SPAM REVIEW

The Spam Omelette #23 – French Spam on the Rise

Welcome to this week

Spam Omelette 23

Week in review:  April 22 – 29

 

1. French
spam tops expectations

This week’s spam
landscape witnessed an unexpected surge in French messages. This week’s
undisputed champion in spam mail is the French word VOUS (the polite form for
YOU). BitDefender spam researchers identified the word in unsolicited mail
advertising an alleged raffle. Users who participate are allegedly eligible to
win a complete world tour. Other spam words of French origins are VOTRE (your),
LES (the), and POUR (for), all encountered in the same spam campaign.

French Spam

 

2. EMAIL
ranking second to the spam party

The word EMAIL is
undoubtedly a common presence in our spam top. This week, the word has been
identified in multiple spam campaigns including email harvesting, medicine
advertisements and Nigerian scam messages.

The first spam wave
tries to harvest as many valid email addresses as possible via a simple, yet
interesting social engineering trick: friendship  / love relationship proposals. The message
allegedly comes from Eva, a teenage girl from the Soviet block. All the user
has to do is reply to a specific address and then wait to be contacted back.

E-mail spam

This strategy pays off
extremely well: not only that most of the average, less security-focused
computer user would reply and help the spammer gather valid messages, but also
help them create a male-only spam database for targeted spam (such as sexual
enhancement ads). This way, the spammer is able to send their advertisements to
people likely to be interested in this type of products, thus keeping the
bandwidth costs to a minimum.

The second spam wave
abusing the word EMAIL is an advertisement coming from the CANADIAN PHARMACY
business. The message headers have been forged to look as if the mail had been
sent from the own email address.

 

email spam 2

 

 

3. UNSUBSCRIBE
from Celebrity News

Ranking third in our
weekly top, the word UNSUBSCRIBE has
been detected by the BitDefender spam analysts in messages impersonating
newsletters. Spam disguised as newsletters was mostly specific to the Canadian
Pharmacy business, but this week PowerGain+ seems to have borrowed the approach
from its older sibling. In order to make messages even more appealing, spammers
have blended the newsletter strategy with mail subjects containing celebrity
names, just like the Celebrity gang did some time ago.

 

Unsubscribe spam

4. MESSAGES
from ladies

Message Spam

The word MESSAGE has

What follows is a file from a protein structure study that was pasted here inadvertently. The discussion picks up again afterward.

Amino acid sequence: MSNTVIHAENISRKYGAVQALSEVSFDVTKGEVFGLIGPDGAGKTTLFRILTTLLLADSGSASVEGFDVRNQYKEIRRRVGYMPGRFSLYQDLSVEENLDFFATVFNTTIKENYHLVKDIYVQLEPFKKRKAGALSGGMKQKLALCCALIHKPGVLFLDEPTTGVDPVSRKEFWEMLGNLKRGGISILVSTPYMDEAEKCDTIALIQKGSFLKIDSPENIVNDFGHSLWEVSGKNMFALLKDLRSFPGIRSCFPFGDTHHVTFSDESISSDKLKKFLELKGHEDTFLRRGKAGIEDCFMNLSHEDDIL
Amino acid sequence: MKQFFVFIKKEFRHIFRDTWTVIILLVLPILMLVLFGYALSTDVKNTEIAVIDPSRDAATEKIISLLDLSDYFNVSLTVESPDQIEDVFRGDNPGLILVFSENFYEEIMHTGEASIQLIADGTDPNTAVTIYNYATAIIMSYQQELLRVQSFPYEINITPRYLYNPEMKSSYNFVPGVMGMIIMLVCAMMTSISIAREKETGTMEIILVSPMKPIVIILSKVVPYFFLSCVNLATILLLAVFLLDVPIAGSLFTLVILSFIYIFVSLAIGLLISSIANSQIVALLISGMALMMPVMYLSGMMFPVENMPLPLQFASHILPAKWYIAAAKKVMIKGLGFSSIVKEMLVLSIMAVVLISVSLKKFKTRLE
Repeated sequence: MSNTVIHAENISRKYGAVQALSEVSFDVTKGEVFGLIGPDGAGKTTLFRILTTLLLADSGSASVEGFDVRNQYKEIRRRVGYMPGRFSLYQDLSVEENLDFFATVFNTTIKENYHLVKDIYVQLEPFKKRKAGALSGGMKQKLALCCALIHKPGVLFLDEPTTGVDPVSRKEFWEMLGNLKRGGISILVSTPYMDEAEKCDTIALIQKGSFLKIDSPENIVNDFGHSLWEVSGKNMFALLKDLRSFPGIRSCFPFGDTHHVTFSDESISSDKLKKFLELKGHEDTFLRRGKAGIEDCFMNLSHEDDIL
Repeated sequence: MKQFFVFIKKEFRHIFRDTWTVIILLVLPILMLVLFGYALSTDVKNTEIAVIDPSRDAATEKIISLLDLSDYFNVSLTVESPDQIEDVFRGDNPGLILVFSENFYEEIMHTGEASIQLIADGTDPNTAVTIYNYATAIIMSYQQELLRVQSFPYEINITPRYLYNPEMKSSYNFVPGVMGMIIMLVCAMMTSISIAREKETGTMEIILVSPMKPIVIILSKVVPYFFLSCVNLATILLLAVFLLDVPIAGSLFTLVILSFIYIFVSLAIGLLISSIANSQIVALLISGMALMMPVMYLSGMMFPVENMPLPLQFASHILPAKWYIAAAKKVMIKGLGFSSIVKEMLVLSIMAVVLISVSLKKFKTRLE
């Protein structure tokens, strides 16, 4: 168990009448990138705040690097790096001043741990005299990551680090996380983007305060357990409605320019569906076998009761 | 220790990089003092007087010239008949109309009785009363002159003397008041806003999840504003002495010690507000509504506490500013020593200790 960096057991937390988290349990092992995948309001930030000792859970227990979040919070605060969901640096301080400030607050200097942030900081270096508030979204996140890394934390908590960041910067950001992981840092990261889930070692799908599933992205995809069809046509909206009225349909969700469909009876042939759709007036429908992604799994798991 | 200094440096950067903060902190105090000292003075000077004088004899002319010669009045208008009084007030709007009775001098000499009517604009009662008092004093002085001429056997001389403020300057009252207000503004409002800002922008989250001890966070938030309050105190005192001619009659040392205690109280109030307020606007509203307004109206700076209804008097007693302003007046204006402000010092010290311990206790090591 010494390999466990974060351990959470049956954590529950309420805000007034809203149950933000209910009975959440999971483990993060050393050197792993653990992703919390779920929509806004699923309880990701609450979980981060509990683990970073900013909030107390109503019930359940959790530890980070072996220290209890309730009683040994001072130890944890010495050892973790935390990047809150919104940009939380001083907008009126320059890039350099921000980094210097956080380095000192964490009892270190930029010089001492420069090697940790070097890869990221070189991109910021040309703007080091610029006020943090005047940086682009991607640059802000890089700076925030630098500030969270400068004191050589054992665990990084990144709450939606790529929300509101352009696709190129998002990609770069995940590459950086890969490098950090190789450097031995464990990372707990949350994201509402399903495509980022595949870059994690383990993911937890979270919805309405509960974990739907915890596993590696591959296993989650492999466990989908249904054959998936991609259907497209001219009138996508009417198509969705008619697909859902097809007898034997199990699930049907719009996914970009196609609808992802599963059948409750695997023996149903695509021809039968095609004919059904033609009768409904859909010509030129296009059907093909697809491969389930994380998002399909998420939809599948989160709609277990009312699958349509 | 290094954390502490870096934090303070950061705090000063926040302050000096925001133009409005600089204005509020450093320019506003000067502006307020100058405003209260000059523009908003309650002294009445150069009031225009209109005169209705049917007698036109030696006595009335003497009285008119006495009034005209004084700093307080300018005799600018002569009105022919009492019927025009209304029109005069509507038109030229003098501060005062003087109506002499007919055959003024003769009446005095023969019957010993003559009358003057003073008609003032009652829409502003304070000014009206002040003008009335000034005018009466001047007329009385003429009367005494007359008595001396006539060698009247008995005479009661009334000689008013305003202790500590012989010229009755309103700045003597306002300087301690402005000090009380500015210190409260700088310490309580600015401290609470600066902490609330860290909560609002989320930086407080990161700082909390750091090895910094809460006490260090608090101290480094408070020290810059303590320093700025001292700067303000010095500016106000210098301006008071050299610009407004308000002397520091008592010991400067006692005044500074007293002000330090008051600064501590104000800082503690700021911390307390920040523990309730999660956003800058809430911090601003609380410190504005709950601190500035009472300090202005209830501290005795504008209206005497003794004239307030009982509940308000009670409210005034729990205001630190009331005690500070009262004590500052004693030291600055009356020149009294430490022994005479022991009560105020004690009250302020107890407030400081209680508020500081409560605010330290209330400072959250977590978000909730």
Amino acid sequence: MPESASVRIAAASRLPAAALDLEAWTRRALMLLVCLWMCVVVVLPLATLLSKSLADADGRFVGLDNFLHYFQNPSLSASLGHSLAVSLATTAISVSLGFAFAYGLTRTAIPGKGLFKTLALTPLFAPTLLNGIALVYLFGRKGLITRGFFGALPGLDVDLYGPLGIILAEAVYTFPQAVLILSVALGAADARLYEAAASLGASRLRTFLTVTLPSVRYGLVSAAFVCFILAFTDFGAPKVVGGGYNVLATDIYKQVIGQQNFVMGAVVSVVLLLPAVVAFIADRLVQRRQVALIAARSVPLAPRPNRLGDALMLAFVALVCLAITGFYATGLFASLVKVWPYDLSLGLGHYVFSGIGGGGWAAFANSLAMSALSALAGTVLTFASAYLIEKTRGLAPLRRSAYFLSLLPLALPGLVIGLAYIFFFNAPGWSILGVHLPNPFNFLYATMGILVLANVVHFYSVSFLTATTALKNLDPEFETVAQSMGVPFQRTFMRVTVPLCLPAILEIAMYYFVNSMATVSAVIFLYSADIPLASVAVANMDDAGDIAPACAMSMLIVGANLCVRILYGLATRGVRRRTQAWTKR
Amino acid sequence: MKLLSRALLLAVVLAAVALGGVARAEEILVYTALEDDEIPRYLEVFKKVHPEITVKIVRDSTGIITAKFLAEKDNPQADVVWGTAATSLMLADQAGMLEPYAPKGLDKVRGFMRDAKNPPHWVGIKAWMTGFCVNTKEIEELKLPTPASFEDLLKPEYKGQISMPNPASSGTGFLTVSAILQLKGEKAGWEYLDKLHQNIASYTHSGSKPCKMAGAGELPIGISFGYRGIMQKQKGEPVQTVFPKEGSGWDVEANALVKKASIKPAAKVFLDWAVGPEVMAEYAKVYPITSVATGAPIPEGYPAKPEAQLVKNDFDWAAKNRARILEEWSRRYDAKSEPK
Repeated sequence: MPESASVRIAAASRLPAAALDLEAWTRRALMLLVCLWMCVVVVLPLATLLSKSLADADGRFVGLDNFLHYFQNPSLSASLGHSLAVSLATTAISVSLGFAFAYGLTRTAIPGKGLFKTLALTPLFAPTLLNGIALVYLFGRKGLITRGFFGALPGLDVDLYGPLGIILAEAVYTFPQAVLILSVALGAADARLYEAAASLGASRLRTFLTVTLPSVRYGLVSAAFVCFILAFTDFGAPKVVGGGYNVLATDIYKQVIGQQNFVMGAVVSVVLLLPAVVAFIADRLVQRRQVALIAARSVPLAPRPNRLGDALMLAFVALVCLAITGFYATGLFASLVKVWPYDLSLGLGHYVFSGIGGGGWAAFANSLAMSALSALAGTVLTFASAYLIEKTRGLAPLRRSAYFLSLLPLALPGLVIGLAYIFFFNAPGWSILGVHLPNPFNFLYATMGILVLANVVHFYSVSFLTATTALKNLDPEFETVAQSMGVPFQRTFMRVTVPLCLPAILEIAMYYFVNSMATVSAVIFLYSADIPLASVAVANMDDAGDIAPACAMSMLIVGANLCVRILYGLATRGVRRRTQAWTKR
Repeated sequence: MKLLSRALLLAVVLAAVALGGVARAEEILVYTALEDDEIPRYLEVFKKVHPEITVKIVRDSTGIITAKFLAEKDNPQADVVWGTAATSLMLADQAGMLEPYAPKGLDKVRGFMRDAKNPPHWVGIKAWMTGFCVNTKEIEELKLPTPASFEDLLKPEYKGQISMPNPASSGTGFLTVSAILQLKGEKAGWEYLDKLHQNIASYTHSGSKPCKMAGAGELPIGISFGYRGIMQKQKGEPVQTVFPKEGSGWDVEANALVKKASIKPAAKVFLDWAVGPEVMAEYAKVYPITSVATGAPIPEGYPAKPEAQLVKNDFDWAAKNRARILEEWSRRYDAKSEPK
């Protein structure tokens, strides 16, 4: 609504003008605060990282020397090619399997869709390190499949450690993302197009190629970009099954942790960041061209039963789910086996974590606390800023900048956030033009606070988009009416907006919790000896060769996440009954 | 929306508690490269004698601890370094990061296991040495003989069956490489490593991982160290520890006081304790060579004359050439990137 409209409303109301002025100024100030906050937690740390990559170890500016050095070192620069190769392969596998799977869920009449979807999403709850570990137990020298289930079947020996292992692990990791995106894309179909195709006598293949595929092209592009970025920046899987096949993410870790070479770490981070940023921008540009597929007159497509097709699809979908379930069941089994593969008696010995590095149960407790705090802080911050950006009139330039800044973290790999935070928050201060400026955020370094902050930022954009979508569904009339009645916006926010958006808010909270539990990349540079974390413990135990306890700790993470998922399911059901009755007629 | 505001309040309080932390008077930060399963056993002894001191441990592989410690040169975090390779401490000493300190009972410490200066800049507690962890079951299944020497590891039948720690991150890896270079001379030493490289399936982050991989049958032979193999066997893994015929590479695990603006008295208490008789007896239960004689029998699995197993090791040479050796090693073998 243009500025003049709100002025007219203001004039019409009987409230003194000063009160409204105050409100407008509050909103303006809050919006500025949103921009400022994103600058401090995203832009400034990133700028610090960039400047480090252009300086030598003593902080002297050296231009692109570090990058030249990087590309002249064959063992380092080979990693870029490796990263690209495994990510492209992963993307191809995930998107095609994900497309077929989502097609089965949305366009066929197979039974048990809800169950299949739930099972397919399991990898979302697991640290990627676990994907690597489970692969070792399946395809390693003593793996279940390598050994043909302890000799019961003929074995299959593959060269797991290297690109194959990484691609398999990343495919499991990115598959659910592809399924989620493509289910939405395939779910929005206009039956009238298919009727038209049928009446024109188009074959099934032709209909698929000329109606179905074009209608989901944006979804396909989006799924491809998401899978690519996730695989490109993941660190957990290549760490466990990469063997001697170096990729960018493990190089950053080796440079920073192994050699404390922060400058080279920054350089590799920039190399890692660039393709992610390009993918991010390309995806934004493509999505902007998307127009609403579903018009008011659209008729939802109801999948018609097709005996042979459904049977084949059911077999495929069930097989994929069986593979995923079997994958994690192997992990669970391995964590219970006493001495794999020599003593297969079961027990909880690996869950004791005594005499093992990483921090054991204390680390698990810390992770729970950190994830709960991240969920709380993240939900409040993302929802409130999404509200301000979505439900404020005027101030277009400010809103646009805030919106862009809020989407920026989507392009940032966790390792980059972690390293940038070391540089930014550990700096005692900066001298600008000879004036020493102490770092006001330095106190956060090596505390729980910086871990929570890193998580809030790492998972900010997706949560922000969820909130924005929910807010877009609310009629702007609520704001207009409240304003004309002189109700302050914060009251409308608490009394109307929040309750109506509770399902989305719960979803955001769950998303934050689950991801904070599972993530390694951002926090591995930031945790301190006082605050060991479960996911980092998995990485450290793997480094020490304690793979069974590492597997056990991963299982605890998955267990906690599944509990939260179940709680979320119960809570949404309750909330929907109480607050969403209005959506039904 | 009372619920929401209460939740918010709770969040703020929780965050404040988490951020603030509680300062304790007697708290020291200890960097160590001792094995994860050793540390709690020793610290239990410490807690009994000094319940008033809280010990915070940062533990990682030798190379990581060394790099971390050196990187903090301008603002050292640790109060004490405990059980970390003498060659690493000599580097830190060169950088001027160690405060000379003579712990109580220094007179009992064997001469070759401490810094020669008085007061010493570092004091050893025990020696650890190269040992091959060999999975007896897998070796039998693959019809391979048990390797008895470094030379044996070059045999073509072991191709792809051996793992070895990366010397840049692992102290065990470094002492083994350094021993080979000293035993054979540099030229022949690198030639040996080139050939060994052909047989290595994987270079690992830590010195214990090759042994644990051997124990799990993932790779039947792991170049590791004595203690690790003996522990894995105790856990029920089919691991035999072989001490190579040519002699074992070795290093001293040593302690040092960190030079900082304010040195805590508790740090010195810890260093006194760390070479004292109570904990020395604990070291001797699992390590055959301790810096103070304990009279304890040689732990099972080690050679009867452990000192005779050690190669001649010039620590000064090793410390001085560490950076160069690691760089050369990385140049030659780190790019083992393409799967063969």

been identified in multiple spam messages announcing the user that they may
meet Russian ladies by accessing an online dating site. However, the included
URL would take the unwary recipient to yet another cloned webpage of the
Canadian Pharmacy business. So long with romance!

5. CLICK
here, if you dare!

Ranking last in this
week’s spam top, the word click has been detected in multiple spam campaigns
advertising sexual enhancements. In order to deceive recipients, spammers use
multiple email subjects, ranging from celebrity news to business proposals. All
these messages include a link to a random six-letter domain name apparently
hosted in China.

Click Spam

 

What’s new in the spam landscape?

 

  • French
    spam is on the rise again. Words such as VOTRE (your), LES (the), and POUR
    (for) are not only visible on the spam map, but they are also this week’s top
    words used in spam.
  • Spammers
    have also taken advantage of the news related to the Swine Flu in order to
    promote their messages. For the moment, the Swine Flu spam campaigns only
    contain medicine spam, but messages bundled with attached malware are also
    expected to appear.

About the author

Bogdan BOTEZATU

Bogdan Botezatu is living his second childhood at Bitdefender as senior e-threat analyst. When he is not documenting sophisticated strains of malware or writing removal tools, he teaches extreme sports such as surfing the web without protection or rodeo with wild Trojan horses. He believes that most things in life can be beat with strong heuristics and that antimalware research is like working for a secret agency: you need to stay focused at all times, but you get all the glory when you catch the bad guys.